Lavinia Osbourne, founder and host of Women in Blockchain Talks, stated that women seeking to enter male-dominated fields such as cryptocurrency and blockchain may be attracted by irreplaceable tokens.
Although the ongoing pandemic has put people in many countries into financial distress — whether it’s unemployment, the inability to go to the bank in person, or other concerns — Osborne told Cointelegraph that once they were forced, this incident may have pushed many women towards Cryptocurrency and blockchain continue to advance from other professions. She said the recent surge in non-fungible tokens (NFTs) and media coverage have made cryptocurrencies “more relevant” to many people in the arts and other creative fields.
Osborne said: “People look at NFTs as if,’It’s different-I don’t actually master this technology.'” “When they hear all these stories about people making money on NFTs, it’s like’ How can I get involved?’ I think NFT is a good way to attract people into the field.”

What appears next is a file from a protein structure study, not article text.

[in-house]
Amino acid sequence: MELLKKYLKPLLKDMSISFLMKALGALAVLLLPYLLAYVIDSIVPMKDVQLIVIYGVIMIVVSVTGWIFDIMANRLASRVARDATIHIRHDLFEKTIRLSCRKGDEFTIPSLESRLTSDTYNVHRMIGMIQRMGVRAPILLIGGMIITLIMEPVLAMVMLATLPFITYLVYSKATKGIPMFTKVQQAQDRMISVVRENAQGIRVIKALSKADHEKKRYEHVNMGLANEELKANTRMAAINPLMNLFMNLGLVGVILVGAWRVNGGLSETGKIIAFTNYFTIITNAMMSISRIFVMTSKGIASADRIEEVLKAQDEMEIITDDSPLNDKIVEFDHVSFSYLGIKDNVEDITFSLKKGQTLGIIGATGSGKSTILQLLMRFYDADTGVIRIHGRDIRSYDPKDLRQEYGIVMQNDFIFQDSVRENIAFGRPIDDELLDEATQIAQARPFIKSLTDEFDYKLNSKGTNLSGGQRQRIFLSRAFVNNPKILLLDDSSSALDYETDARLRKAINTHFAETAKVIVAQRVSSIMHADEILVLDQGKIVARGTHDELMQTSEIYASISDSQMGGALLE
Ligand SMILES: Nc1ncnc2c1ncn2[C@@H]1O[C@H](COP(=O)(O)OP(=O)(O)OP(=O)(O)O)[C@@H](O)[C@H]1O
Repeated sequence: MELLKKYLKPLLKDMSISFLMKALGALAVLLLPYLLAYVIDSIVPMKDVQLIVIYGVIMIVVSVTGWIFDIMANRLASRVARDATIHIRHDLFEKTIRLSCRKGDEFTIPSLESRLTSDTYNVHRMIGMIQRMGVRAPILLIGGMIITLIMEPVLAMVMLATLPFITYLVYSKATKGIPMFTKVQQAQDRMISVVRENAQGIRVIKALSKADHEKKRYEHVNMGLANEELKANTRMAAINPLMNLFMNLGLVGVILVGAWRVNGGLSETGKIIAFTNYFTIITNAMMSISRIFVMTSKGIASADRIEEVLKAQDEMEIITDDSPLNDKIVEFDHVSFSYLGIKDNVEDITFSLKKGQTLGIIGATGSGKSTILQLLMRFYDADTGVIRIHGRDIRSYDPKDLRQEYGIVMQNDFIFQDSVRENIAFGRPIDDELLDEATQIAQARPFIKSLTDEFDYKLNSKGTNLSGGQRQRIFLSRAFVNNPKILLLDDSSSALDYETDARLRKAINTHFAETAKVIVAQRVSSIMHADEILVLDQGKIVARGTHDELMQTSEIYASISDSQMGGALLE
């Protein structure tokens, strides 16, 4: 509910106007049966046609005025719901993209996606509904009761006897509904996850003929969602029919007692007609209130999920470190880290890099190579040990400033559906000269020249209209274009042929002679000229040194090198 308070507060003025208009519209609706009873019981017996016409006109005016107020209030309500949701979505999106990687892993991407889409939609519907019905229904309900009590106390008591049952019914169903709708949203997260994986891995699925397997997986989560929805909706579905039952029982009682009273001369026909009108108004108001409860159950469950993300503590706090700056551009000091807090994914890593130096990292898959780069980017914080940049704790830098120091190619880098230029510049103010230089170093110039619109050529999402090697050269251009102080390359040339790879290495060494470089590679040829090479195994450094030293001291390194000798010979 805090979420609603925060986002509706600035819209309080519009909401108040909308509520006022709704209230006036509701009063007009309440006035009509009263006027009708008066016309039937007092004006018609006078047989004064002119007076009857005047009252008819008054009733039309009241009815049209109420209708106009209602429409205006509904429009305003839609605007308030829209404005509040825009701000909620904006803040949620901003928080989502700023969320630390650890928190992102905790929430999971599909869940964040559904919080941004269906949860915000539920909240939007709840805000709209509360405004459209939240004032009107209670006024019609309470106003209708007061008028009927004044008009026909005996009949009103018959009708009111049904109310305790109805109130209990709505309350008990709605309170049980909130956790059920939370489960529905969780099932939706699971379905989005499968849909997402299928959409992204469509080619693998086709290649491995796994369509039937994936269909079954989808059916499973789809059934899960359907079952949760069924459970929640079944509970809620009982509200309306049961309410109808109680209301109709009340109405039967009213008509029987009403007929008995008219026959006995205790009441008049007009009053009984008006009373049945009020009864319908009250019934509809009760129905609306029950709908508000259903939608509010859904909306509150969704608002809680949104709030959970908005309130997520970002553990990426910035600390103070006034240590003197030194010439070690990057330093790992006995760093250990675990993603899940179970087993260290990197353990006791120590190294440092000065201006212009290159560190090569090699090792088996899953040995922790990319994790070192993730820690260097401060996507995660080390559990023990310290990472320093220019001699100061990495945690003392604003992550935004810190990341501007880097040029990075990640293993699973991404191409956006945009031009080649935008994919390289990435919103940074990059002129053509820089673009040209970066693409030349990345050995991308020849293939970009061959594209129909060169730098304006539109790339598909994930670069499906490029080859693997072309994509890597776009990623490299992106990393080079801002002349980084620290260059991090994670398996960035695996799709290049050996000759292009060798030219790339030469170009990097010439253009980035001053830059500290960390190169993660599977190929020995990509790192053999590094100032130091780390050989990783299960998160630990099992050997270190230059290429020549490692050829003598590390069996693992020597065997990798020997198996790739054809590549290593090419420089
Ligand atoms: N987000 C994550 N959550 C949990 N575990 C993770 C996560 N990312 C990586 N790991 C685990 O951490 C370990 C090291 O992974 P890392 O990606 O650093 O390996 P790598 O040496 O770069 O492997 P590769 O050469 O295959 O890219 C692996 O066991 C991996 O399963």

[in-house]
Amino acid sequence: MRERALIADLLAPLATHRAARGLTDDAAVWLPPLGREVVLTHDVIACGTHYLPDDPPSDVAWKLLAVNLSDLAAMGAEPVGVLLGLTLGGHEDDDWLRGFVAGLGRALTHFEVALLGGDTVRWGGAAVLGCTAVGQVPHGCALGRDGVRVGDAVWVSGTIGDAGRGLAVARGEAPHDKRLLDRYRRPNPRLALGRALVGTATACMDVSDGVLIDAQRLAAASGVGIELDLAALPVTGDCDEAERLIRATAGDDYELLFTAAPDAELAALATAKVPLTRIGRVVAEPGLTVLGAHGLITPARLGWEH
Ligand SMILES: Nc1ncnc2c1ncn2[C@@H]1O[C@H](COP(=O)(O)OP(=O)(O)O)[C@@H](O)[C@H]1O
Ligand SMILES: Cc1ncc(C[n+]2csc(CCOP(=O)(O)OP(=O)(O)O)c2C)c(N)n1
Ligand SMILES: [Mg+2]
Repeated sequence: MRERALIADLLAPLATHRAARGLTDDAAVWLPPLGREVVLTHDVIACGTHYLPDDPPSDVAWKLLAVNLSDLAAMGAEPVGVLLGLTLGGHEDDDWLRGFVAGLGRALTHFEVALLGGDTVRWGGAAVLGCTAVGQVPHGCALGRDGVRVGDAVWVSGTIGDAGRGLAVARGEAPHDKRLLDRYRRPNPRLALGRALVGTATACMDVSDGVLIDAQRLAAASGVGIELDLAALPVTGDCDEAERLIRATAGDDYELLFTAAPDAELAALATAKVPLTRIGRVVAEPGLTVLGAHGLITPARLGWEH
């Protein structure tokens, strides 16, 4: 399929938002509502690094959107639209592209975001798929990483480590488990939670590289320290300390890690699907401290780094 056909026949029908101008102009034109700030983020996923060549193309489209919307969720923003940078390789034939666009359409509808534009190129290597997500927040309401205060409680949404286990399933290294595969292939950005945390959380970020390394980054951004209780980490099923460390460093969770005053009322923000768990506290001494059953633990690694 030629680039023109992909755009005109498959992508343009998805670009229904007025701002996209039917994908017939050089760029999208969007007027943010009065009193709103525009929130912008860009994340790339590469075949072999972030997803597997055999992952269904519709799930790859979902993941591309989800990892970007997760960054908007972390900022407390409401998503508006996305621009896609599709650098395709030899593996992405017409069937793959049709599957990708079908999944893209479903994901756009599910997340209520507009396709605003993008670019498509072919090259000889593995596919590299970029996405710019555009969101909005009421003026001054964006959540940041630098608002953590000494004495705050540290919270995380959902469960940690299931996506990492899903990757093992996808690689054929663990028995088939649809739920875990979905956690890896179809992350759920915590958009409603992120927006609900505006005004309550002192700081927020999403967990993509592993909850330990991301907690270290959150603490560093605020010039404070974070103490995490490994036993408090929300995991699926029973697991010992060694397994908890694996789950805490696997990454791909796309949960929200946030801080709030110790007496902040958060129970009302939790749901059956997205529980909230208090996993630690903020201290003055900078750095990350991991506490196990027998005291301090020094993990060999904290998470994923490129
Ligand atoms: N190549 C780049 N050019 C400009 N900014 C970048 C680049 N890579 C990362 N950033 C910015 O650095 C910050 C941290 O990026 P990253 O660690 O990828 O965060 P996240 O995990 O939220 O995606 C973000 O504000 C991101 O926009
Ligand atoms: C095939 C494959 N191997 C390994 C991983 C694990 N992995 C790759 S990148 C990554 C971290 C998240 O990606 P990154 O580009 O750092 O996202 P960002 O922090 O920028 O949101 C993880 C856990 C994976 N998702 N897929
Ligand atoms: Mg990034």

Although Osborne may refer to men and women of all economic backgrounds, her assertion seems to be supported by the NFT project recently launched by That ’70s Show and Family Guy star Mila Kunis.The actress said she developed a Interest in encryption during the pandemic, Noticed that it is a “very masculine area.” She later founded the NFT project Stoner Cats, which included celebrities from Hollywood and crypto, including Ethereum co-founder Vitalik Buterin—— Project sold 10,420 NFTs It was less than 35 minutes earlier this week, and the first episode aired a few days later.
Osbourne said that although NFT is a way of entry, there is still a problem of underrepresentation of women in crypto and blockchain companies. According to the founder of Women in Blockchain Talks, women make up about 34% of people working in the technology industry, but only 12% in the blockchain industry. She proposed a campaign to close the gap, “show women that technology, blockchain, science, and STEM are their space.”
“If these women want to have a long-lived career, then they must pay attention to these spaces,” Osborne said. “Traditionally it is just the vast majority of men, and there is nothing to counteract this.”
“If we want to attract more women, then we need to focus on women so that other women can see other women and feel comfortable knowing that this space is also suitable for them.”
As part of these goals, Osbourne and others are working to bring 50,000 women to the blockchain by 2023. The event encourages women to register and learn more about the financial and personal benefits of entering the field.
Kristina Cornèr, editor-in-chief of Cointelegraph, will speak with Osbourne on the second anniversary of the Women’s Blockchain Talks in September.